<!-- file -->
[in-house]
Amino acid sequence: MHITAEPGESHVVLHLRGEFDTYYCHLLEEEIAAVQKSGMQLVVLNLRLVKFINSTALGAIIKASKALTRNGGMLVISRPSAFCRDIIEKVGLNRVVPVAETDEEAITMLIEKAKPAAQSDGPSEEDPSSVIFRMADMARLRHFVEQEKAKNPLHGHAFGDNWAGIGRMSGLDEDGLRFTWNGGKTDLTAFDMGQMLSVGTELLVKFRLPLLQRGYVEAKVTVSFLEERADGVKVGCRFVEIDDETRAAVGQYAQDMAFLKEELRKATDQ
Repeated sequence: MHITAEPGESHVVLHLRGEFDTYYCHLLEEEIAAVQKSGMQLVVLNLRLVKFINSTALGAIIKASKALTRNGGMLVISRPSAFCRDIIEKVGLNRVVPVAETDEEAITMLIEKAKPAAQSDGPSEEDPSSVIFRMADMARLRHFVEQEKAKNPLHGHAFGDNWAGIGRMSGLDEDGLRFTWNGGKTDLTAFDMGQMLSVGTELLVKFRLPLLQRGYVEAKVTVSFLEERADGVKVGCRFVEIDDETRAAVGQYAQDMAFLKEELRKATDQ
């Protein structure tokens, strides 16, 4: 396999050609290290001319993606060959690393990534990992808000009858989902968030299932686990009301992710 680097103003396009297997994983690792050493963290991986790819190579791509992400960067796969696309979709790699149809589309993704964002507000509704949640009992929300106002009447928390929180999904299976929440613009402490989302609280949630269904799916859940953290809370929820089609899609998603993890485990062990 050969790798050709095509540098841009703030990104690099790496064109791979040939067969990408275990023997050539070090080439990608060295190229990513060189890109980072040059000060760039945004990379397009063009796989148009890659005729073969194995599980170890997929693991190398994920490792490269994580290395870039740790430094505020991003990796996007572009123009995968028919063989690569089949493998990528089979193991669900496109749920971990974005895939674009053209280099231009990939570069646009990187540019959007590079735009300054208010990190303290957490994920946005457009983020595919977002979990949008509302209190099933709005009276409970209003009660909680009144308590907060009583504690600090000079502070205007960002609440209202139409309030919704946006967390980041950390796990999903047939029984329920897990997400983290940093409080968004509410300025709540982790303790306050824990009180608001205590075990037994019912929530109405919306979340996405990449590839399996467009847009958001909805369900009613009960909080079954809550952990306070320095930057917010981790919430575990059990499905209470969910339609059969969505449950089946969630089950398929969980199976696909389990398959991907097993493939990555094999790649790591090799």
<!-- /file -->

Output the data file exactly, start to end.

[in-house]
Amino acid sequence: MHITAEPGESHVVLHLRGEFDTYYCHLLEEEIAAVQKSGMQLVVLNLRLVKFINSTALGAIIKASKALTRNGGMLVISRPSAFCRDIIEKVGLNRVVPVAETDEEAITMLIEKAKPAAQSDGPSEEDPSSVIFRMADMARLRHFVEQEKAKNPLHGHAFGDNWAGIGRMSGLDEDGLRFTWNGGKTDLTAFDMGQMLSVGTELLVKFRLPLLQRGYVEAKVTVSFLEERADGVKVGCRFVEIDDETRAAVGQYAQDMAFLKEELRKATDQ
Repeated sequence: MHITAEPGESHVVLHLRGEFDTYYCHLLEEEIAAVQKSGMQLVVLNLRLVKFINSTALGAIIKASKALTRNGGMLVISRPSAFCRDIIEKVGLNRVVPVAETDEEAITMLIEKAKPAAQSDGPSEEDPSSVIFRMADMARLRHFVEQEKAKNPLHGHAFGDNWAGIGRMSGLDEDGLRFTWNGGKTDLTAFDMGQMLSVGTELLVKFRLPLLQRGYVEAKVTVSFLEERADGVKVGCRFVEIDDETRAAVGQYAQDMAFLKEELRKATDQ
């Protein structure tokens, strides 16, 4: 396999050609290290001319993606060959690393990534990992808000009858989902968030299932686990009301992710 680097103003396009297997994983690792050493963290991986790819190579791509992400960067796969696309979709790699149809589309993704964002507000509704949640009992929300106002009447928390929180999904299976929440613009402490989302609280949630269904799916859940953290809370929820089609899609998603993890485990062990 050969790798050709095509540098841009703030990104690099790496064109791979040939067969990408275990023997050539070090080439990608060295190229990513060189890109980072040059000060760039945004990379397009063009796989148009890659005729073969194995599980170890997929693991190398994920490792490269994580290395870039740790430094505020991003990796996007572009123009995968028919063989690569089949493998990528089979193991669900496109749920971990974005895939674009053209280099231009990939570069646009990187540019959007590079735009300054208010990190303290957490994920946005457009983020595919977002979990949008509302209190099933709005009276409970209003009660909680009144308590907060009583504690600090000079502070205007960002609440209202139409309030919704946006967390980041950390796990999903047939029984329920897990997400983290940093409080968004509410300025709540982790303790306050824990009180608001205590075990037994019912929530109405919306979340996405990449590839399996467009847009958001909805369900009613009960909080079954809550952990306070320095930057917010981790919430575990059990499905209470969910339609059969969505449950089946969630089950398929969980199976696909389990398959991907097993493939990555094999790649790591090799």